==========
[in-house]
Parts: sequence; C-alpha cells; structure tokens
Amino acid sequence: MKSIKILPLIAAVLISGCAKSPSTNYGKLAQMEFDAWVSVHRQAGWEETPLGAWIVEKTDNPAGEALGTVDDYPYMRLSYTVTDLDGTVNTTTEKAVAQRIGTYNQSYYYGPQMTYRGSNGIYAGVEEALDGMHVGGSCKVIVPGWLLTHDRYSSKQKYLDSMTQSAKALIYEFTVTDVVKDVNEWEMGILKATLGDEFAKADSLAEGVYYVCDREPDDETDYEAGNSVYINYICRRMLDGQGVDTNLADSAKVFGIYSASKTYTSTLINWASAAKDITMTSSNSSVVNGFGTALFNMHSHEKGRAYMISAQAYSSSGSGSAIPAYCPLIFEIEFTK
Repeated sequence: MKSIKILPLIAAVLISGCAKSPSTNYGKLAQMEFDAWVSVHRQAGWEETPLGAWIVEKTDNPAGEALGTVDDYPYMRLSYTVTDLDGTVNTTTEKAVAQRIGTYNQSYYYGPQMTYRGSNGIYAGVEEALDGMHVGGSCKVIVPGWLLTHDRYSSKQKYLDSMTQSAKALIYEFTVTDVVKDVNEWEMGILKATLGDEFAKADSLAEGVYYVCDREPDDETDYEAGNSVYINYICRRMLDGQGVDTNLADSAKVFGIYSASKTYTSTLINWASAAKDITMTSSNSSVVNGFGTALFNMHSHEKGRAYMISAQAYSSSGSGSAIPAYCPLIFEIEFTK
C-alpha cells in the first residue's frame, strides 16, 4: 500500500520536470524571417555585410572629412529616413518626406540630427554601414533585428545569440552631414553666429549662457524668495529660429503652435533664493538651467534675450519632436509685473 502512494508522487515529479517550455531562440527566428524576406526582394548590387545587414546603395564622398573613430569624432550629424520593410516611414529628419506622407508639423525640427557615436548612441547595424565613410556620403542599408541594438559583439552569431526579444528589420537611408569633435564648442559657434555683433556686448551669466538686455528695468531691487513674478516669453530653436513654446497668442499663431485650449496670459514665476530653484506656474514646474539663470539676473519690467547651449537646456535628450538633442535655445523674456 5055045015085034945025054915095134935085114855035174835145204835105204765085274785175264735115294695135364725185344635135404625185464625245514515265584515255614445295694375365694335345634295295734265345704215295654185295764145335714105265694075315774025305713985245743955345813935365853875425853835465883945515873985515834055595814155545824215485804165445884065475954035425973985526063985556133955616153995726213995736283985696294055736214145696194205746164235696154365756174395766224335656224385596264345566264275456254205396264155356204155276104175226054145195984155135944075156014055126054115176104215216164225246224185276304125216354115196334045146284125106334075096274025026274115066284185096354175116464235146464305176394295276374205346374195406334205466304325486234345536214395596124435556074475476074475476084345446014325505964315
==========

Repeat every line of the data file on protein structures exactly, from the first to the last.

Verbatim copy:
[in-house]
Parts: sequence; C-alpha cells; structure tokens
Amino acid sequence: MKSIKILPLIAAVLISGCAKSPSTNYGKLAQMEFDAWVSVHRQAGWEETPLGAWIVEKTDNPAGEALGTVDDYPYMRLSYTVTDLDGTVNTTTEKAVAQRIGTYNQSYYYGPQMTYRGSNGIYAGVEEALDGMHVGGSCKVIVPGWLLTHDRYSSKQKYLDSMTQSAKALIYEFTVTDVVKDVNEWEMGILKATLGDEFAKADSLAEGVYYVCDREPDDETDYEAGNSVYINYICRRMLDGQGVDTNLADSAKVFGIYSASKTYTSTLINWASAAKDITMTSSNSSVVNGFGTALFNMHSHEKGRAYMISAQAYSSSGSGSAIPAYCPLIFEIEFTK
Repeated sequence: MKSIKILPLIAAVLISGCAKSPSTNYGKLAQMEFDAWVSVHRQAGWEETPLGAWIVEKTDNPAGEALGTVDDYPYMRLSYTVTDLDGTVNTTTEKAVAQRIGTYNQSYYYGPQMTYRGSNGIYAGVEEALDGMHVGGSCKVIVPGWLLTHDRYSSKQKYLDSMTQSAKALIYEFTVTDVVKDVNEWEMGILKATLGDEFAKADSLAEGVYYVCDREPDDETDYEAGNSVYINYICRRMLDGQGVDTNLADSAKVFGIYSASKTYTSTLINWASAAKDITMTSSNSSVVNGFGTALFNMHSHEKGRAYMISAQAYSSSGSGSAIPAYCPLIFEIEFTK
C-alpha cells in the first residue's frame, strides 16, 4: 500500500520536470524571417555585410572629412529616413518626406540630427554601414533585428545569440552631414553666429549662457524668495529660429503652435533664493538651467534675450519632436509685473 502512494508522487515529479517550455531562440527566428524576406526582394548590387545587414546603395564622398573613430569624432550629424520593410516611414529628419506622407508639423525640427557615436548612441547595424565613410556620403542599408541594438559583439552569431526579444528589420537611408569633435564648442559657434555683433556686448551669466538686455528695468531691487513674478516669453530653436513654446497668442499663431485650449496670459514665476530653484506656474514646474539663470539676473519690467547651449537646456535628450538633442535655445523674456 5055045015085034945025054915095134935085114855035174835145204835105204765085274785175264735115294695135364725185344635135404625185464625245514515265584515255614445295694375365694335345634295295734265345704215295654185295764145335714105265694075315774025305713985245743955345813935365853875425853835465883945515873985515834055595814155545824215485804165445884065475954035425973985526063985556133955616153995726213995736283985696294055736214145696194205746164235696154365756174395766224335656224385596264345566264275456254205396264155356204155276104175226054145195984155135944075156014055126054115176104215216164225246224185276304125216354115196334045146284125106334075096274025026274115066284185096354175116464235146464305176394295276374205346374195406334205466304325486234345536214395596124435556074475476074475476084345446014325505964315